Some Lighting Tips for Beginners

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One important thing that separates snapshots from creative portraits is learning to work with directional light. Directional light can mean anything from off-camera lighting set-ups to a window with sunlight streaming through it. Below are some examples on how you can make directional light work for you.


Form and texture are basic elements of design. Form relates to how an object exists in the real world and how it occupies space. It is the three dimensional counterpart of shapes. Texture refer to the tactile feeling that can be perceived through how an object looks.

In the photo below, you can see that the main source of light is coming from the upper right side of the frame. This lighting direction creates shadows on the man’s face making it three dimensional. At the same time, the lines and stubble on his face gives us a feeling of texture. This photo would look a lot different if the main source of light was an on-camera flash pointed directly at the subject.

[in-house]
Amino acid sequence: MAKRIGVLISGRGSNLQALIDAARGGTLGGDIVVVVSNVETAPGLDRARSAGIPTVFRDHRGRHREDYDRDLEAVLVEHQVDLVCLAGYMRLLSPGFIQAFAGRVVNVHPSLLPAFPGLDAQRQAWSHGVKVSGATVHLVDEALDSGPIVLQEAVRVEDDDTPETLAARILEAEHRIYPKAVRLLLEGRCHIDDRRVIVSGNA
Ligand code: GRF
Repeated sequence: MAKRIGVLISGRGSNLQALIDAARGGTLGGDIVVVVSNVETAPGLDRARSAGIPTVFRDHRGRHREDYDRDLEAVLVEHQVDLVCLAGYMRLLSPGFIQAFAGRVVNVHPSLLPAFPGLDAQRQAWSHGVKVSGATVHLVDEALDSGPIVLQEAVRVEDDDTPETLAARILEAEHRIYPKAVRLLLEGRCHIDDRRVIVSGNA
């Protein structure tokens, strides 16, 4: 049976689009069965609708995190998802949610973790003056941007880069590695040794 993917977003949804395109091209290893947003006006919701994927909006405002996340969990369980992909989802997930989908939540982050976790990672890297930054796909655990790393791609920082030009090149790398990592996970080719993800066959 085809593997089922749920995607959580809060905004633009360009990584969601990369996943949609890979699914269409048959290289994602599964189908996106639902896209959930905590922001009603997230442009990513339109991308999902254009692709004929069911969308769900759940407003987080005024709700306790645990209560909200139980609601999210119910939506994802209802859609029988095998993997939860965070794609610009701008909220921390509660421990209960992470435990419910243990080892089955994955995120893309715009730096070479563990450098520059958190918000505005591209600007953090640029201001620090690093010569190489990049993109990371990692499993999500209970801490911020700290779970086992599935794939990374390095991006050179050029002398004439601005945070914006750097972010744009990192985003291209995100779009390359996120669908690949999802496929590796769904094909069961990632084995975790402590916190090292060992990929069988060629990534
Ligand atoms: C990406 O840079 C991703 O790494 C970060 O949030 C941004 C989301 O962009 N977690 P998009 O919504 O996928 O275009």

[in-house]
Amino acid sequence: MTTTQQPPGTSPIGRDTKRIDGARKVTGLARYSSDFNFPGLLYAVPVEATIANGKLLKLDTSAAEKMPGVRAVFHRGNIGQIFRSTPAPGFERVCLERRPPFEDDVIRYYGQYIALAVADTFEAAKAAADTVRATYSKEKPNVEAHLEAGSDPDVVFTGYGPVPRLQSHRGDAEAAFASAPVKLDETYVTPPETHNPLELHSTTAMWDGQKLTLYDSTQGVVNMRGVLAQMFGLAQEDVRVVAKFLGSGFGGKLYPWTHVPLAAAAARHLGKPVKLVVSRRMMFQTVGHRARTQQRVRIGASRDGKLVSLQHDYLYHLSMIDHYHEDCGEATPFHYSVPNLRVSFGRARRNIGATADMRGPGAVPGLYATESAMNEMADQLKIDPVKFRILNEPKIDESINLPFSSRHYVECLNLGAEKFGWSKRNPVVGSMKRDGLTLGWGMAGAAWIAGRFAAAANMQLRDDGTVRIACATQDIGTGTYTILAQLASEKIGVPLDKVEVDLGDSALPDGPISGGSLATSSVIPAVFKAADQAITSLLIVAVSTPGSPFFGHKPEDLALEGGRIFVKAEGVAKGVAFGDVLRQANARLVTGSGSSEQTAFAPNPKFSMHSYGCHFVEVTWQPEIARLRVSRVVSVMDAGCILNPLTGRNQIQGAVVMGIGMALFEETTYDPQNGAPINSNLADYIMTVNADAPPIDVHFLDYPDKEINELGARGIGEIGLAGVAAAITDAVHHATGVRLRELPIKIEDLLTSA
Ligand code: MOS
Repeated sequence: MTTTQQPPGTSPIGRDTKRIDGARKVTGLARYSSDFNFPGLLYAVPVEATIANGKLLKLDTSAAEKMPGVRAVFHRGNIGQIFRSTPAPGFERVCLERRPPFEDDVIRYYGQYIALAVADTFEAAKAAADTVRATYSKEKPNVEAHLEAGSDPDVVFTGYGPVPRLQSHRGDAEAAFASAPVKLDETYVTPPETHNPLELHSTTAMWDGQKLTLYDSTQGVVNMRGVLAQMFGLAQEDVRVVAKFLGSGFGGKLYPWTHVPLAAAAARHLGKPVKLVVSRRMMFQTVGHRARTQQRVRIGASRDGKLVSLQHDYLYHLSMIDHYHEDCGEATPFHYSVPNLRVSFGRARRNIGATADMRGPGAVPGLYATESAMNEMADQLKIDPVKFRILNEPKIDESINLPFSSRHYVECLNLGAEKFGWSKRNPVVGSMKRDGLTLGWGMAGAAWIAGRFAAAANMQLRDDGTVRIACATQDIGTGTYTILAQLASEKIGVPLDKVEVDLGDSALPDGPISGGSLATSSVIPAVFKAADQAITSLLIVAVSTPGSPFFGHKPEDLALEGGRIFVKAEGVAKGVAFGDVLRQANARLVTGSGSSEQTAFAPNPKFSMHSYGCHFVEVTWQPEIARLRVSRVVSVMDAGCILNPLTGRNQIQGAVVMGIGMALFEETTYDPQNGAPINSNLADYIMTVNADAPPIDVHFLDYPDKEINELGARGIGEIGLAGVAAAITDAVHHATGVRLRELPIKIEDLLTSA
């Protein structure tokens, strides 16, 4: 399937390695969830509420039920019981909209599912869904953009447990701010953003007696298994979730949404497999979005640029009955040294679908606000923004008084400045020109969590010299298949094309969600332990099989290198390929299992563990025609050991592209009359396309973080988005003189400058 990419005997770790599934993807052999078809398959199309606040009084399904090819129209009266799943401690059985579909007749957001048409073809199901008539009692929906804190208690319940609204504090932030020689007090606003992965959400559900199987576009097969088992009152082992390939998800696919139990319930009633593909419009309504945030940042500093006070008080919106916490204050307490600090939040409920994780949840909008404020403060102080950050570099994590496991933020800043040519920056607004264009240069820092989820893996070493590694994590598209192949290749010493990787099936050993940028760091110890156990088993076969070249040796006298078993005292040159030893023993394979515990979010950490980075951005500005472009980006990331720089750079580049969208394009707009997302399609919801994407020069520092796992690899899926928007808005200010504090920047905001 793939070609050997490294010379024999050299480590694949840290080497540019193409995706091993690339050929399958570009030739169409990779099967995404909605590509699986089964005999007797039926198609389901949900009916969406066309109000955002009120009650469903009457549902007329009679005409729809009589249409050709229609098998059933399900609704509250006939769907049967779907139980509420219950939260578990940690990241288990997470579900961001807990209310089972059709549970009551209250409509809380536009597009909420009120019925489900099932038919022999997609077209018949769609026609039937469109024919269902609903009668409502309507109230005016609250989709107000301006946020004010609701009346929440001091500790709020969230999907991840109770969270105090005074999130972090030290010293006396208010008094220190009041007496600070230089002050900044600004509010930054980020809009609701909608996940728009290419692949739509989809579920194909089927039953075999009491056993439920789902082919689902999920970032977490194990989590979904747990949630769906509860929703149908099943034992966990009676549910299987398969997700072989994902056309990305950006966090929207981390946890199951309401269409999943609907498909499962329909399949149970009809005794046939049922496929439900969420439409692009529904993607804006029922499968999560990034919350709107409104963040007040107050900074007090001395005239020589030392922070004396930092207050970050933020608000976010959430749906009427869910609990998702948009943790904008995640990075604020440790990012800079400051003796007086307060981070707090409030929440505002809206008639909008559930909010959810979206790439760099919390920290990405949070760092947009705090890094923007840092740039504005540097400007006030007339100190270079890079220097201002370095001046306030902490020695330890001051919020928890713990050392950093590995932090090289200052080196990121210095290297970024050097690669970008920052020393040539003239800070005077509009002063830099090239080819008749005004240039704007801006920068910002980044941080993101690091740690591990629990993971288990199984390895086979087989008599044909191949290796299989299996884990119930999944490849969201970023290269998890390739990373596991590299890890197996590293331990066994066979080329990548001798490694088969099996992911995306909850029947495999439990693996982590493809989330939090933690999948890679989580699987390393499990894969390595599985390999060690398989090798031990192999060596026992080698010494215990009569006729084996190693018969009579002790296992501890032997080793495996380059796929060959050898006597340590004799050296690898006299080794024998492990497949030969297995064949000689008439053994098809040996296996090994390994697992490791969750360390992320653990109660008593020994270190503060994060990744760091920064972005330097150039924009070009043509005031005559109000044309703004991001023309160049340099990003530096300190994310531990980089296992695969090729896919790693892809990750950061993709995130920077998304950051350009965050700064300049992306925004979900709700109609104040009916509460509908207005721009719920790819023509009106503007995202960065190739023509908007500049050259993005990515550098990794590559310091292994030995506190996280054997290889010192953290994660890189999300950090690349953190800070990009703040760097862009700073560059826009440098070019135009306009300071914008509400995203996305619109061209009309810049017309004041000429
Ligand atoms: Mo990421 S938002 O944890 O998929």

CC Photo by Saad.Akhtar


One of the most basic way of adding mood to a photograph is by using light and shadow. In the photo below, we can see the the main light is coming from above the subject’s face casting deep shadows on the eyes. The light (and shadow) really contributes to the mood of the photo.

CC Photo by preciouskhyatt

We found this great website that can help you visualize how a certain direction of light will affect your subject’s face. It’s called the Light Cage by Photoworkshop, and you can find it here.

Again, you don’t need to have studio lights to make use of lighting direction. With available light, you simply move your subject instead of moving your lights.

Related Reading:
Flash 101: On-Camera Flash
Flash 101: Off-Camera Flash

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